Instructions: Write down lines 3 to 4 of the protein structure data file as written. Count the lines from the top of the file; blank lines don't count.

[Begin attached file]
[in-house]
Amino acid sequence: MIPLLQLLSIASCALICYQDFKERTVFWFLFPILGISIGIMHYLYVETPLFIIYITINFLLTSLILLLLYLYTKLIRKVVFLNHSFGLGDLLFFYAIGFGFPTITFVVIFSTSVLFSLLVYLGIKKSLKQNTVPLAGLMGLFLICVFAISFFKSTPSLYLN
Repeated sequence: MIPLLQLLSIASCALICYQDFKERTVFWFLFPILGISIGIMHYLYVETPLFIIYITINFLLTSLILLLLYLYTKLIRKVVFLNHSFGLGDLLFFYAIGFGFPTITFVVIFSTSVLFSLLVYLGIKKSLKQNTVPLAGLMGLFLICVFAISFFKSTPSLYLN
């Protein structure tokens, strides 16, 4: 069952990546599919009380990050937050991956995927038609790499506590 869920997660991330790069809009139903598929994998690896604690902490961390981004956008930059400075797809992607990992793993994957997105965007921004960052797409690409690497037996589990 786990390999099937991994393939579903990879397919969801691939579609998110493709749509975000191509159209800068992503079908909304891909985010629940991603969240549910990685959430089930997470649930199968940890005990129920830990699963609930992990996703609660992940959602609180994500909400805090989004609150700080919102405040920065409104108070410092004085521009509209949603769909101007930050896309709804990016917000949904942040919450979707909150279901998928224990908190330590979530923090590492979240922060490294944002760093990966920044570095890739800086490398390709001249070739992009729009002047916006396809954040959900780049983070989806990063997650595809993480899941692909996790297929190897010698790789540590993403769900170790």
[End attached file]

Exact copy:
Repeated sequence: MIPLLQLLSIASCALICYQDFKERTVFWFLFPILGISIGIMHYLYVETPLFIIYITINFLLTSLILLLLYLYTKLIRKVVFLNHSFGLGDLLFFYAIGFGFPTITFVVIFSTSVLFSLLVYLGIKKSLKQNTVPLAGLMGLFLICVFAISFFKSTPSLYLN
């Protein structure tokens, strides 16, 4: 069952990546599919009380990050937050991956995927038609790499506590 869920997660991330790069809009139903598929994998690896604690902490961390981004956008930059400075797809992607990992793993994957997105965007921004960052797409690409690497037996589990 786990390999099937991994393939579903990879397919969801691939579609998110493709749509975000191509159209800068992503079908909304891909985010629940991603969240549910990685959430089930997470649930199968940890005990129920830990699963609930992990996703609660992940959602609180994500909400805090989004609150700080919102405040920065409104108070410092004085521009509209949603769909101007930050896309709804990016917000949904942040919450979707909150279901998928224990908190330590979530923090590492979240922060490294944002760093990966920044570095890739800086490398390709001249070739992009729009002047916006396809954040959900780049983070989806990063997650595809993480899941692909996790297929190897010698790789540590993403769900170790």